Another mention of Borges in today's Guardian is made by Ian McEwan in an article on the challenge of climate change:
The fictional head of a snake has begun to devour its actually existing tail - a circularity the great Argentinean fabulist, Jorge Luis Borges, would have appreciated.McEwan employs the circular snake, Ouroboros, as a metaphor for how fears and imaginings can take over reality. This post notes a few points about the use of Ouroboros in myth. Wikipedia begins with the 'upside':
Ouroboros often represents self-reflexivity or cyclicality, especially in the sense of something constantly re-creating itself, the eternal return, and other things perceived as cycles that begin anew as soon as they end.And Borges begins:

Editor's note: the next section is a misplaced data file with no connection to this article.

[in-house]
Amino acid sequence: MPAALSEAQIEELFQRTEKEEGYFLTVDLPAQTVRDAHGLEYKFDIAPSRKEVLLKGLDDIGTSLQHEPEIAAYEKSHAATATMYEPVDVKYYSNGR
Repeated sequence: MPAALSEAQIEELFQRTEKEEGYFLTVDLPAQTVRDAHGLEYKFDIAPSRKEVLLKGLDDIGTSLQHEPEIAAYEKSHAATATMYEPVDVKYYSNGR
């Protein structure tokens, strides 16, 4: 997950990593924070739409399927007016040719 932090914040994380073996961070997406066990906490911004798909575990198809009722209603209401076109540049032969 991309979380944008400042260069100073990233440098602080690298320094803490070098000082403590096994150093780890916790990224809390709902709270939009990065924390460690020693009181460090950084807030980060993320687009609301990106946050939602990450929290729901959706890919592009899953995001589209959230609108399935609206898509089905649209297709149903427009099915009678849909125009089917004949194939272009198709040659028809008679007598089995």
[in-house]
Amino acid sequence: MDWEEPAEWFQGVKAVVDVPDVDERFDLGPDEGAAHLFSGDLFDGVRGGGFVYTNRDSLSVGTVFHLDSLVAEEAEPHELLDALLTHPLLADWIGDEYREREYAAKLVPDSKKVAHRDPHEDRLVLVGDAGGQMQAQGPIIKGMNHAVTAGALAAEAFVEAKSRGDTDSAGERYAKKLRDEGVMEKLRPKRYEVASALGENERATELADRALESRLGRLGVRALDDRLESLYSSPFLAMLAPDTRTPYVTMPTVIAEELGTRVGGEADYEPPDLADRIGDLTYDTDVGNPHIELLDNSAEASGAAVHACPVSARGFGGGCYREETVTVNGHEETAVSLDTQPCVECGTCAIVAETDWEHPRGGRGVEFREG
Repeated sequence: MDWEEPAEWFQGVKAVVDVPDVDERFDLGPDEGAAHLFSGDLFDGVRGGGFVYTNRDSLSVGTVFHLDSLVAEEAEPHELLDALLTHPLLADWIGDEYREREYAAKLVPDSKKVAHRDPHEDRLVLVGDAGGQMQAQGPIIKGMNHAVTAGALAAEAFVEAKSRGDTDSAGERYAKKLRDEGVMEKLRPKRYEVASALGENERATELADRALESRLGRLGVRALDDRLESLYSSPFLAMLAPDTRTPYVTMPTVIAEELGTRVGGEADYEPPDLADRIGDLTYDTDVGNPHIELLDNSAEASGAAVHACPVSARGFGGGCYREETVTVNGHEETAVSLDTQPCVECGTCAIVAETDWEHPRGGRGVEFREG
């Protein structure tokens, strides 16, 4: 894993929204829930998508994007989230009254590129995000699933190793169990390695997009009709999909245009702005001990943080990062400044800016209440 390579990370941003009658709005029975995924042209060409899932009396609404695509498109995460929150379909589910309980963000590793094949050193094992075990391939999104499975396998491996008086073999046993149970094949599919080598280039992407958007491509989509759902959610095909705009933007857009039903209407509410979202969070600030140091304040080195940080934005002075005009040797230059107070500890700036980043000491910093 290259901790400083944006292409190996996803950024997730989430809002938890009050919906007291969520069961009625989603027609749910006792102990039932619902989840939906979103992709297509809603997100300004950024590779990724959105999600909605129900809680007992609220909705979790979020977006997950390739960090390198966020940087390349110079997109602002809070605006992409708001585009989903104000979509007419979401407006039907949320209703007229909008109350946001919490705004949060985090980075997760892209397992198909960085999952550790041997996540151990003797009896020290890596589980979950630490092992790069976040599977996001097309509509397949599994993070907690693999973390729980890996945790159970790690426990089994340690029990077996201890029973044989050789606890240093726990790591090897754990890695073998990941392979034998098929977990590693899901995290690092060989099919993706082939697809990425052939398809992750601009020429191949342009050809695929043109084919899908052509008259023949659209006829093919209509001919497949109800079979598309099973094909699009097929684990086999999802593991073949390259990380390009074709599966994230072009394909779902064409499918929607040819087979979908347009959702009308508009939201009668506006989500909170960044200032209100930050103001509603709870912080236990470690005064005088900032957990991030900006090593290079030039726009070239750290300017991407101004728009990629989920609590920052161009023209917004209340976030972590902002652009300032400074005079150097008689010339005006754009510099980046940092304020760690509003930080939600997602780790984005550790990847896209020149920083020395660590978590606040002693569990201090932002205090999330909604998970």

To us the ocean is a sea or a system of seas; to the Greeks it was a simple circular river that ringed the land mass. All streams flowed from it [sic] and it had neither outlets nor sources.But he concludes with some darker lines on Midgardsormr (or Jörmungandr), the world-circling serpent of Norse mythology, which will devour the earth at the Twighlight of the Gods.
One could add that Wally Broecker's climate beast, should it exist, probably dwells in the deep.
If unstoppable and catastrophic change is already locked into the system, then perhaps the more appropriate metaphor comes from Lucian who, as Philip Hoare notes:
told of a whale  one hundred and fifty miles long in which was contained an entire nation and men who believed themselves to be dead, years after they were first engulfed.
 Martin Rees uses Ouroboros to link the smallest particles to the cosmos as a whole:
The way stars shine depends on nuclei within those atoms. Galaxies may be held together by the gravity of a huge swarm of subnuclear particles. Sometimes, no distinction was made in ancient minds between whales and sea serpents.
(Image: serpent in old Greek alchemical manuscript. See also Blake's Behemoth and Leviathan.)